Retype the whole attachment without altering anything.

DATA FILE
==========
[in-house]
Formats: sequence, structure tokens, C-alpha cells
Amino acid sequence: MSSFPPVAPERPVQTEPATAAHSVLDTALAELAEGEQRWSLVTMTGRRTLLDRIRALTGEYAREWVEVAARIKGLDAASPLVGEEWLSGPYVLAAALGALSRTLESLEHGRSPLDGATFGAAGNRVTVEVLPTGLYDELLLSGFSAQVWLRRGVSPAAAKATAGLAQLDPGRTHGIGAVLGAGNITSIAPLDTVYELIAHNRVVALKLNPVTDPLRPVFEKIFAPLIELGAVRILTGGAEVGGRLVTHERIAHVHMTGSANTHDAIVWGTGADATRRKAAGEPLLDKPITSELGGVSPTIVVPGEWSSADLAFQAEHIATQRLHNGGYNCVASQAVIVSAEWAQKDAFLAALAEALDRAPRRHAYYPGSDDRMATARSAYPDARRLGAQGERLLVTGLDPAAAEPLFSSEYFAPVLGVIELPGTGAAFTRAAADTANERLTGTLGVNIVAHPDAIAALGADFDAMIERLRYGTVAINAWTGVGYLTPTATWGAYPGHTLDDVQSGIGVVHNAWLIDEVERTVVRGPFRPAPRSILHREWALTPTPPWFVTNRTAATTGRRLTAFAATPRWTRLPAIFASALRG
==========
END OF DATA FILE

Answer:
[in-house]
Formats: sequence, structure tokens, C-alpha cells
Amino acid sequence: MSSFPPVAPERPVQTEPATAAHSVLDTALAELAEGEQRWSLVTMTGRRTLLDRIRALTGEYAREWVEVAARIKGLDAASPLVGEEWLSGPYVLAAALGALSRTLESLEHGRSPLDGATFGAAGNRVTVEVLPTGLYDELLLSGFSAQVWLRRGVSPAAAKATAGLAQLDPGRTHGIGAVLGAGNITSIAPLDTVYELIAHNRVVALKLNPVTDPLRPVFEKIFAPLIELGAVRILTGGAEVGGRLVTHERIAHVHMTGSANTHDAIVWGTGADATRRKAAGEPLLDKPITSELGGVSPTIVVPGEWSSADLAFQAEHIATQRLHNGGYNCVASQAVIVSAEWAQKDAFLAALAEALDRAPRRHAYYPGSDDRMATARSAYPDARRLGAQGERLLVTGLDPAAAEPLFSSEYFAPVLGVIELPGTGAAFTRAAADTANERLTGTLGVNIVAHPDAIAALGADFDAMIERLRYGTVAINAWTGVGYLTPTATWGAYPGHTLDDVQSGIGVVHNAWLIDEVERTVVRGPFRPAPRSILHREWALTPTPPWFVTNRTAATTGRRLTAFAATPRWTRLPAIFASALRG